Child Protection Charity Barnardos Australia Partners With Star Casino
Wednesday, 11th May 2016 at 4:04 pm
Child protection charity Barnardos Australia will team up with casino venue The Star Sydney in a million-dollar partnership that the Not for Profit said would help fund vital programs and help disadvantaged young people into the workforce.
The charity said the decision to accept money from a casino was given careful consideration at a board level but they were confident in the partnership.
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The Star entertainment centre, which boasts a world-class casino, will donate $1.5 million to Barnardos Australia over the course of a three-year partnership and will back key fundraising events and volunteer initiatives.
Barnardos Australia CEO Deirdre Cheers said they were pleased to form this relationship which would “help ensure that abused children get the services they need and deserve”.
“With over 40,000 children in child protection in Australia, and this number growing every year, this need is urgent and real,” Cheers told Pro Bono Australia News.
“This donation means we will be able to directly help many, many more children.
“The real wins for us around this relationship are around the number of staff employed by The Star. They are the largest single-site employer in the state, they have many, many food and beverage and hospitality involvements and they are involved in a lot of charity and local community events.
“We see so many young people who have dropped out of education because of their home situations, they don’t have family support and they have very few job opportunities.
“What we are really excited about, is that interface with hospitality. We know that young people who don’t face the disadvantages that our kids do, often have access to those hospitality related jobs even while they’re still at school, but for our young people, who don’t sometimes even finish school, that can be a very important step into the workforce.
“Traineeships, in what is an increasingly difficult job market, is an area that The Star is very keen to explore with us and one that we are feeling very, very confident about in terms of bringing about job opportunities for very disadvantaged young people.”
The Not for Profit said the partnership would see The Star’s 4000-plus workforce engage with the charity in a number of ways, from tradespeople donating their time and skills for building repairs at Barnardos centres, to staff and their families taking part in community events such as the Barnardos Beach Bolt, or donating Christmas presents for children who would otherwise go without through the Barnardos Gifts for Kids program.
The Star Managing Director, Greg Hawkins, said they were “exceptionally pleased” to announce the new partnership.
“We relish the opportunity to make a difference to the community and look forward to providing unique opportunities for our employees to support Barnardos,” Hawkins said.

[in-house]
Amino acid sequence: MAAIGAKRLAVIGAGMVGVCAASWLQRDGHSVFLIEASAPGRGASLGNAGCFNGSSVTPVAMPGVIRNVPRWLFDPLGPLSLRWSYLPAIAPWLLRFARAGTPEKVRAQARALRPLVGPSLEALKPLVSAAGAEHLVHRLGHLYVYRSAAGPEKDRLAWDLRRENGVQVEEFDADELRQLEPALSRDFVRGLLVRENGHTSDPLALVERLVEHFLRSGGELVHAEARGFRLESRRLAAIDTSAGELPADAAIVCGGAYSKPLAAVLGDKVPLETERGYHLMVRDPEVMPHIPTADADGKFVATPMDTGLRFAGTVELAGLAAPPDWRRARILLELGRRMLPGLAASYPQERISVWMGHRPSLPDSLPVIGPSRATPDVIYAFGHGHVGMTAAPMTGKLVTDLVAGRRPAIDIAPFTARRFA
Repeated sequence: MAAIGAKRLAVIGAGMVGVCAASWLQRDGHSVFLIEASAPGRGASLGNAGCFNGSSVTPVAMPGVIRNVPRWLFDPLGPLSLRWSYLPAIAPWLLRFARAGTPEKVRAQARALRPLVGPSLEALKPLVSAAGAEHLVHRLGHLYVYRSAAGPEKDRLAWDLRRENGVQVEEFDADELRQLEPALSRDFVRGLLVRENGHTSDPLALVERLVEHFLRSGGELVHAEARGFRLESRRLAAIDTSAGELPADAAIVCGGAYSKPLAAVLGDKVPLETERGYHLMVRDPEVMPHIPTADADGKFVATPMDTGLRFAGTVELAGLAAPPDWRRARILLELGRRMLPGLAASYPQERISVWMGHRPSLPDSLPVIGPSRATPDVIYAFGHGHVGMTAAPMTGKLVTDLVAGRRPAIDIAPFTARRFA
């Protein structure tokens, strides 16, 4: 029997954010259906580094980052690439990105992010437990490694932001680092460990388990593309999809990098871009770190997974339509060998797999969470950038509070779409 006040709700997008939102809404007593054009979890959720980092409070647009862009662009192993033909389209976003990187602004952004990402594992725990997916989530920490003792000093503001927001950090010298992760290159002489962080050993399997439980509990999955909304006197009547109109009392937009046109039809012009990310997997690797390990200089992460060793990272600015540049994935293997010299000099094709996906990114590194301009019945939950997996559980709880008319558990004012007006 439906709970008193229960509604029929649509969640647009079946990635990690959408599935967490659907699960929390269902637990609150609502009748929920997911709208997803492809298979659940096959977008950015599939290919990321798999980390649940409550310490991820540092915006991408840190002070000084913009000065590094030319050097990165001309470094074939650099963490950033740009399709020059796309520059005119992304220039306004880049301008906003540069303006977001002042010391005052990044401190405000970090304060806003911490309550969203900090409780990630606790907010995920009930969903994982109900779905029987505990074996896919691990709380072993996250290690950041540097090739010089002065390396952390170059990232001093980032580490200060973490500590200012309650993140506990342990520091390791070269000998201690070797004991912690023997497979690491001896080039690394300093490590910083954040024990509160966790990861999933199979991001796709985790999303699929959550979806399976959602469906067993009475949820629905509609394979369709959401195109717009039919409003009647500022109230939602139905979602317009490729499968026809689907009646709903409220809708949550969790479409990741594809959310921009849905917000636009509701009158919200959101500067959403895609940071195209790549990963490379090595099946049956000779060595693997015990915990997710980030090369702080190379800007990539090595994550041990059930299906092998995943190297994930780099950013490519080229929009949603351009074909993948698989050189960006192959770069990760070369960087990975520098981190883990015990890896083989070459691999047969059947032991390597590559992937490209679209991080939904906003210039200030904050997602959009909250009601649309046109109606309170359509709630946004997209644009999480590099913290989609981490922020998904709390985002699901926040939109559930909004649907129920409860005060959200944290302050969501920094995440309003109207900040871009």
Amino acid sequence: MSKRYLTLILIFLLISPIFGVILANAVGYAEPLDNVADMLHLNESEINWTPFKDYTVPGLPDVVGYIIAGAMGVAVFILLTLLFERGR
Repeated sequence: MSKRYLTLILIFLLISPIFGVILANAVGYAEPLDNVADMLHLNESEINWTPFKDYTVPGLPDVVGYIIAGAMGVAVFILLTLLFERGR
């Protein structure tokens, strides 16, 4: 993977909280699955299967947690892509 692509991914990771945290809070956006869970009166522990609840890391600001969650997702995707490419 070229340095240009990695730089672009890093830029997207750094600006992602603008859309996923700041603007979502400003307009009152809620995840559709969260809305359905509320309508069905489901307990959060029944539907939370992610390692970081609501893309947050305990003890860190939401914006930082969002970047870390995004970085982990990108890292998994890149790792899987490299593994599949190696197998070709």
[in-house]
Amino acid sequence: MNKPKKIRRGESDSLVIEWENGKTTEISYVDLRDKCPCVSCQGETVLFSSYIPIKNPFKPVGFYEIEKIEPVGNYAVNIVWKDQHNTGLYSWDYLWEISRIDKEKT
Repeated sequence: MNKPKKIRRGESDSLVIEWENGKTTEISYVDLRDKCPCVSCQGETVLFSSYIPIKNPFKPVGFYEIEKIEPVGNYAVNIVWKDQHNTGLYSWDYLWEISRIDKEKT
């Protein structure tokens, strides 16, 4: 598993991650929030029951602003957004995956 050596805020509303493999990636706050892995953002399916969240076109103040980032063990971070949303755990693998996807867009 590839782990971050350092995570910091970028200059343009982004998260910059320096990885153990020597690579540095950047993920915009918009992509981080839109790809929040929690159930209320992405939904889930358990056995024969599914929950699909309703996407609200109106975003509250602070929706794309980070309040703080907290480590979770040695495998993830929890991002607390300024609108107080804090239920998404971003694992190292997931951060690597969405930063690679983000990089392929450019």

Cheers said the partnership would follow strict guidelines.
“We give very careful consideration to decisions around any donation – and we get many donations from many sources – so we have our policies and procedures, and our board is involved, not in every donation, but in any large donations or any donations that may have particular requirements around them,” Cheers said.
“We have entered into this particular relationship with The Star and our board has been involved in those discussions, really in very strict accordance with that policy.
“That policy puts in particular conditions of retaining independence so that we can make sure we are not in a position where we can be seen to promote gambling or indeed any other activities that might impact negatively on the welfare of children directly, because that’s what we’re about, direct welfare of children.
“Barnardos is of course acutely aware of the damage gambling can inflict on families, and the child protection related concerns that can result from that, so we really are very confident that this particular funding relationship allows us to enter actively into a conversation and a dialogue about mitigating the risks posed to children, and we’re quite confident that we can have those conversations with The Star and with the people who manage The Star and indeed with the customers.”
However the issue of funding via gambling dollars continues to raise concerns in the sector.
Chair of the Community Council of Australia (CCA) Tim Costello said he thought it was an “immoral industry.”
“To beat poverty, as we’ve discovered, you are actually having to deal with the trap of gambling, and alcohol abuse and things that entrench poverty so taking money from those who are promoting gambling – and it has become so omnipresent gambling, it is completely dominating our tv screens with Sports Bet and Crown Bet – that it is very devastating; we would never do it.
“I think the sector needs to understand that the gambling industry are very ready to whitewash their social damage with our good name and they will get a PR benefit that is not good for society.
“Just about every parent I speak to says the ubiquity of gambling advertising is taking over sport, cricket, football, community – so now it is almost like they bring community to us, and we are to be grateful to them, they say yes, but look we give you cheap meals at the casino, the casino actually addicts people, destroys lives.
“I’ve done six funerals of people who have committed suicide from gambling addiction. The gaming venues knew they were in terrible trouble and kept giving them free coffees and welcoming them in until they were completely broken and then dropped them. It is a very immoral industry.”